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Is your brand ready for global retail?

in Market Research

global_retail_e-mpire_infographic_finalJPEG-e1395677259722In an increasingly globalised market, localisation continues to be a hot topic of conversation, ranging from ‘how to’ guides to analysis of the more humorous examples of poorly translated content across the world.

A strong focus on the technicalities behind successful localisation, including transcreation of key customer messages, images and cultural references, means that the process of engaging customers, gaining market share, and increasing revenue increasingly caters to a multilingual, cross-border, international audience.

According to data from Interactive Media in Retail Group (IMGR) and CapGemini, online retail sales grew 18% year over year in the UK alone, driven by increased usage of tablets and smartphones.

This growth trajectory is supported in the report The Global Retail Empire, produced by OC&C and Google.  This report predicted that online trade for six of the biggest e-commerce markets (US, UK, Germany, Nordics, France and Netherlands) will grow five-fold from $25bn to $130bn by 2020.

The UK showed an exceptional lead in ecommerce with a trade surplus in excess of $1bn, far outperforming the other markets compared.  While the US takes the lead with mega-brands such as Ebay and Amazon, the UK is a frontrunner largely via the export of fashion and lifestyle brands such as ASOS, Burberry and Net-a-porter.

The research shows that the strategy of multi-lingual websites and localisation has been key for the brands sampled to achieve traction in as many countries as possible.  Combined with prudent strategies for market testing, analysis and supply chain management, the ability to communicate in a target customer’s native language is more important than ever.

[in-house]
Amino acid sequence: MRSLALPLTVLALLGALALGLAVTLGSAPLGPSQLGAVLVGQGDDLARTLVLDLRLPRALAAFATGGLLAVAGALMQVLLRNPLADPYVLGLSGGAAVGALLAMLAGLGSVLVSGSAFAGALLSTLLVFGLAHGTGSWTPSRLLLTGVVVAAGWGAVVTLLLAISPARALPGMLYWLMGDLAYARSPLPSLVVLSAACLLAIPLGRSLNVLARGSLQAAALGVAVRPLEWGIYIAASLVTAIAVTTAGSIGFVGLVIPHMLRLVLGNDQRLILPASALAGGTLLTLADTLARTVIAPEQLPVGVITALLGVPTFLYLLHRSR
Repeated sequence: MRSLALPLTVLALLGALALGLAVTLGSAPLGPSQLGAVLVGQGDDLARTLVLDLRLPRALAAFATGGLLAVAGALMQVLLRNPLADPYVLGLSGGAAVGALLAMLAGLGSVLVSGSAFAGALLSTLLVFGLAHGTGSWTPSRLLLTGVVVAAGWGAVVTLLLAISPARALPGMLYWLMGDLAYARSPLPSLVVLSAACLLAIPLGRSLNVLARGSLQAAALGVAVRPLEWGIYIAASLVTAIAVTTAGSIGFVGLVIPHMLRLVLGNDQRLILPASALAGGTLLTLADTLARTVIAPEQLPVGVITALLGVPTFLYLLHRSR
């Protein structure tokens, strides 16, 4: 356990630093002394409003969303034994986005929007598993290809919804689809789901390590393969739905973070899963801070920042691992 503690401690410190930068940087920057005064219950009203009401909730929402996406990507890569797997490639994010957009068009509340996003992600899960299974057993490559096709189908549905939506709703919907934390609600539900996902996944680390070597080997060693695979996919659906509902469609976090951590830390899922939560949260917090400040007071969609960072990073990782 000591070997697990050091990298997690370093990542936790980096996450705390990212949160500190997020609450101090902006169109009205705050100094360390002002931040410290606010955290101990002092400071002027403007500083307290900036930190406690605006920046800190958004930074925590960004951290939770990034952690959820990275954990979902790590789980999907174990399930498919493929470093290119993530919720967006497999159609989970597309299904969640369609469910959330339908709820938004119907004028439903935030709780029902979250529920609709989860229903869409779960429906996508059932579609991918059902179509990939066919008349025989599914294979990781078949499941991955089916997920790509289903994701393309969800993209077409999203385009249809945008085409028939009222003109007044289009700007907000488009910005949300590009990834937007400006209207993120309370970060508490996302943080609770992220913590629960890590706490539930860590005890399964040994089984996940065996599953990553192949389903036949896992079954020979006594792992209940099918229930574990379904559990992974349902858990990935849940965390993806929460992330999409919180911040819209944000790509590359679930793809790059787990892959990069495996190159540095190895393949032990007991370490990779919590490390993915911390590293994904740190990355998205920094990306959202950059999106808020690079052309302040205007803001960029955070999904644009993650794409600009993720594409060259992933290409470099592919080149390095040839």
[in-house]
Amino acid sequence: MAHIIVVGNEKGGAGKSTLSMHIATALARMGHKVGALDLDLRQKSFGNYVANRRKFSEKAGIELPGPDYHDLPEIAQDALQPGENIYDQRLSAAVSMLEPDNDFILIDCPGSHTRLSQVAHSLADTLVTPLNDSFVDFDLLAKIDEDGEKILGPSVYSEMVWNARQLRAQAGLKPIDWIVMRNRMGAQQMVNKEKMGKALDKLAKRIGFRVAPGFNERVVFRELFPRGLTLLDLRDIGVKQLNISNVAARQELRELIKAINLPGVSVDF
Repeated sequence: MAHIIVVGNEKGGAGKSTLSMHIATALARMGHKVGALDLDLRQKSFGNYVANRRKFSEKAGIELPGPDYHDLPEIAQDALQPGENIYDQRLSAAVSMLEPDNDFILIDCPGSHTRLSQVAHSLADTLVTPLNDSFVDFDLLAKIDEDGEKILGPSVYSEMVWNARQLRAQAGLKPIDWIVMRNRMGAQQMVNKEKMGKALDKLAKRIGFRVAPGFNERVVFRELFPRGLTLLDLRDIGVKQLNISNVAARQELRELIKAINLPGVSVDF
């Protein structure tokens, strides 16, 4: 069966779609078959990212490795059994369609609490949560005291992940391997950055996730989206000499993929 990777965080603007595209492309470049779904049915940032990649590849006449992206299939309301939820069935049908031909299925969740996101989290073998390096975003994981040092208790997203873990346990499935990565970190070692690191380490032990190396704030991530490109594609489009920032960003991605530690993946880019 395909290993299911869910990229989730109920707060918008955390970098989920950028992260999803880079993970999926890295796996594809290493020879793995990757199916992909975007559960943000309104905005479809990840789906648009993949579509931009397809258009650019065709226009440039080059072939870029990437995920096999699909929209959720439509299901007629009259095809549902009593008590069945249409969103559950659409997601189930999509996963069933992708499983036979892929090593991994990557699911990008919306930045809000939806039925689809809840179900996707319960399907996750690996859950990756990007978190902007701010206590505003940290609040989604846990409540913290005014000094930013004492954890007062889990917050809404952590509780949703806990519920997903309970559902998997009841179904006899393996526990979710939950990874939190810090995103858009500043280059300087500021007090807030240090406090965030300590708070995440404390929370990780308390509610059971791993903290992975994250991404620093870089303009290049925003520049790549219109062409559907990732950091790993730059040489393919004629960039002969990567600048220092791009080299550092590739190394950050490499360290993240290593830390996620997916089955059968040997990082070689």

Anita Balchandani, Partner at OC&C, said: “Over the next decade, online retail will become even more international. This represents a great opportunity for retailers by providing a new, capital-light approach to grow rapidly. At the same time, internationalisation poses many challenges and will require retailers to master new capabilities and complexities.

“Localisation is crucial to tap into new pockets of demand, from tailoring the range on offer, to localised marketing activity, to ensuring that delivery and payment methods are best suited to country requirements. For example SmartGuy, an online fashion e-retailer in the Nordics, has successfully expanded across Europe through thinking and acting local. Its marketing team delivers local campaigns which translate into demonstrable improvements in sales.

“It is equally critical to localise only where it matters to customers, to avoid the cost and complexity of over-tailoring the retail offer by country. ASOS, for instance, services customers around the world from a single location in the UK but executes its digital marketing activity in a localised way, allowing it to strike the right balance between customer relevance and cost”.

ASOS has consistently demonstrated a strong localisation strategy, combining local messaging and strong website technology with a measured entry to new markets such as Russia and China,  where the retailer commenced trading with 10% of its full range,  building up over the following year in response to the local market demand and trading conditions. As a result to this balanced approach,  ASOS enjoyed a 40% increase in global sales last year,  attracting 42% more shoppers and in the US alone,  sales increased by 57%.


The Global Retail E-mpire report – commentary and infographic referenced with permission.  Available at

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